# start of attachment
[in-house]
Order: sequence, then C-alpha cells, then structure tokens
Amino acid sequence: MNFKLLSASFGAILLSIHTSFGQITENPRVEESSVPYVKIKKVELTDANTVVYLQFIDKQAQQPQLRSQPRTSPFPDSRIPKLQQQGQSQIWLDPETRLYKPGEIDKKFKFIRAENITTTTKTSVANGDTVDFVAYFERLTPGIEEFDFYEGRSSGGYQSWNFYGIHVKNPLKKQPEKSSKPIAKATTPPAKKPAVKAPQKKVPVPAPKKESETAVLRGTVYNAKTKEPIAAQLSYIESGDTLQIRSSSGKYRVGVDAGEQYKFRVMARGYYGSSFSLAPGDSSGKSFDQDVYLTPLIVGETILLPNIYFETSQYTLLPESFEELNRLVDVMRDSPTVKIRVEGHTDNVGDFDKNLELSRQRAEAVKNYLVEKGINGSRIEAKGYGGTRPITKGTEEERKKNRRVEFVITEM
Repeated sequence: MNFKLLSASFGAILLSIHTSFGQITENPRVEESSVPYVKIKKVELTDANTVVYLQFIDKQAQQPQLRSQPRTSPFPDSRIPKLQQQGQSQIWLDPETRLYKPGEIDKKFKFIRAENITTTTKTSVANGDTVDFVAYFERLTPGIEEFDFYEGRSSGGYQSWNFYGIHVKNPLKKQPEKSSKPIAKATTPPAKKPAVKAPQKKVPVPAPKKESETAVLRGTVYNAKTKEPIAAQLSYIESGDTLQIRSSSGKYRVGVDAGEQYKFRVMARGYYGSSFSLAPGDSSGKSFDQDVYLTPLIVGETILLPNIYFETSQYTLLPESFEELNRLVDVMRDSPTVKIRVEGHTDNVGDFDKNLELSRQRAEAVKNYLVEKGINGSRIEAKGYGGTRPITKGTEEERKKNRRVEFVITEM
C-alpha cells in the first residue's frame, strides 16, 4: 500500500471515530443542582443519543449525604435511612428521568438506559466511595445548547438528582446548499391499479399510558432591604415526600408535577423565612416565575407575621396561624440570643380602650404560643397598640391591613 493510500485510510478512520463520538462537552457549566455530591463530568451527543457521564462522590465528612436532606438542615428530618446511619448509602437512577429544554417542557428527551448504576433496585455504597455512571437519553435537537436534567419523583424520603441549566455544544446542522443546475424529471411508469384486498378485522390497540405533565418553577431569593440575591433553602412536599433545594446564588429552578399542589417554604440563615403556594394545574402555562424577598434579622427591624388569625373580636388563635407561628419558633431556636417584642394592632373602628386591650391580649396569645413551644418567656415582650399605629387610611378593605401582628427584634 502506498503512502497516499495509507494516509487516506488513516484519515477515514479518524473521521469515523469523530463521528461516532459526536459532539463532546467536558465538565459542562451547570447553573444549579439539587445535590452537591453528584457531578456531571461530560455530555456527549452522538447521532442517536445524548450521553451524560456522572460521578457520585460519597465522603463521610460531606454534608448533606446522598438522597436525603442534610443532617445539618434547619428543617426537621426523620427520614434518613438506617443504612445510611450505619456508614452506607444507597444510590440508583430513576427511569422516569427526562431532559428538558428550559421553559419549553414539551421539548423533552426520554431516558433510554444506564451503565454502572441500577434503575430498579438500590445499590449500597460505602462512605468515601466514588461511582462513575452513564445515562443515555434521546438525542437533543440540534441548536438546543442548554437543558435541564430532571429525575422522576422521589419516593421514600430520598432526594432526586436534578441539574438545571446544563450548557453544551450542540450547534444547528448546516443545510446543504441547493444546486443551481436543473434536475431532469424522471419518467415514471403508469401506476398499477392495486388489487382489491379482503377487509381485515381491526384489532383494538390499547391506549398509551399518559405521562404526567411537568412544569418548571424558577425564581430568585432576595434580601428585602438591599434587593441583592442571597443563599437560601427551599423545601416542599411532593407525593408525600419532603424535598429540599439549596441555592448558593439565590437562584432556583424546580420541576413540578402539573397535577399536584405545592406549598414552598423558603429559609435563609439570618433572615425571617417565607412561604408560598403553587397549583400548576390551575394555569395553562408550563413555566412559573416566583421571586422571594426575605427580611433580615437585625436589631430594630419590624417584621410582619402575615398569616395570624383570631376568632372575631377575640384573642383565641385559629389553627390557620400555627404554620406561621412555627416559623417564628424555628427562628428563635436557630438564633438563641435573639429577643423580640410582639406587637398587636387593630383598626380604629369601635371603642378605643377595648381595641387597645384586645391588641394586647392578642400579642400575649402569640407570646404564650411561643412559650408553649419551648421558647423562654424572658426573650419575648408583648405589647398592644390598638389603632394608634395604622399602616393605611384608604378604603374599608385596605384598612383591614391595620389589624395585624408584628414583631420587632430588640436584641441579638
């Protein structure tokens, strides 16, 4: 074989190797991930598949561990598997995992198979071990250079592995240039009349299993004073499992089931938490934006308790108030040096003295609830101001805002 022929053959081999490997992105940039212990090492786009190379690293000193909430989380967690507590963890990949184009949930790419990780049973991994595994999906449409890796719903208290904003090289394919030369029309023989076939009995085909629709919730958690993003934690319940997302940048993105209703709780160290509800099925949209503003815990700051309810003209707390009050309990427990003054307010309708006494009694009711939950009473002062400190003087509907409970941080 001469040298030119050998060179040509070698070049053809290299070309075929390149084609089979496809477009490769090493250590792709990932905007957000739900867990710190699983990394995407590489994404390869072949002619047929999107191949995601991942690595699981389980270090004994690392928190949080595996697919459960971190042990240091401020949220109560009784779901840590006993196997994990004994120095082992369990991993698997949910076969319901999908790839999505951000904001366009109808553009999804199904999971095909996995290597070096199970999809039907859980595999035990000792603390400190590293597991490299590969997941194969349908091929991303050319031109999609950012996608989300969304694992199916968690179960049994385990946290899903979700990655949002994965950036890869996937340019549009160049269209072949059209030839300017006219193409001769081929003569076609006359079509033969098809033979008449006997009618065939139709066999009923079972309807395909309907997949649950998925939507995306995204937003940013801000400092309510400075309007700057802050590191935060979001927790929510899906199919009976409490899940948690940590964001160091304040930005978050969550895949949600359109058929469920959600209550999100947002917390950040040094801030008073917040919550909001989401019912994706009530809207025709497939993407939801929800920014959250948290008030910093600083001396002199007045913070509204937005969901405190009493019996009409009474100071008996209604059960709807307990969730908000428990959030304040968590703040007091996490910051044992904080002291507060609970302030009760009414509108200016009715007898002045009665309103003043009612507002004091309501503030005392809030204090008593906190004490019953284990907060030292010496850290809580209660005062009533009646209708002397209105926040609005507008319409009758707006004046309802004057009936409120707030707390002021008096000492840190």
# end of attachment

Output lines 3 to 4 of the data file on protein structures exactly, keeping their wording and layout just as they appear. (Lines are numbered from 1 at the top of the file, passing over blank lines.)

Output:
Amino acid sequence: MNFKLLSASFGAILLSIHTSFGQITENPRVEESSVPYVKIKKVELTDANTVVYLQFIDKQAQQPQLRSQPRTSPFPDSRIPKLQQQGQSQIWLDPETRLYKPGEIDKKFKFIRAENITTTTKTSVANGDTVDFVAYFERLTPGIEEFDFYEGRSSGGYQSWNFYGIHVKNPLKKQPEKSSKPIAKATTPPAKKPAVKAPQKKVPVPAPKKESETAVLRGTVYNAKTKEPIAAQLSYIESGDTLQIRSSSGKYRVGVDAGEQYKFRVMARGYYGSSFSLAPGDSSGKSFDQDVYLTPLIVGETILLPNIYFETSQYTLLPESFEELNRLVDVMRDSPTVKIRVEGHTDNVGDFDKNLELSRQRAEAVKNYLVEKGINGSRIEAKGYGGTRPITKGTEEERKKNRRVEFVITEM
Repeated sequence: MNFKLLSASFGAILLSIHTSFGQITENPRVEESSVPYVKIKKVELTDANTVVYLQFIDKQAQQPQLRSQPRTSPFPDSRIPKLQQQGQSQIWLDPETRLYKPGEIDKKFKFIRAENITTTTKTSVANGDTVDFVAYFERLTPGIEEFDFYEGRSSGGYQSWNFYGIHVKNPLKKQPEKSSKPIAKATTPPAKKPAVKAPQKKVPVPAPKKESETAVLRGTVYNAKTKEPIAAQLSYIESGDTLQIRSSSGKYRVGVDAGEQYKFRVMARGYYGSSFSLAPGDSSGKSFDQDVYLTPLIVGETILLPNIYFETSQYTLLPESFEELNRLVDVMRDSPTVKIRVEGHTDNVGDFDKNLELSRQRAEAVKNYLVEKGINGSRIEAKGYGGTRPITKGTEEERKKNRRVEFVITEM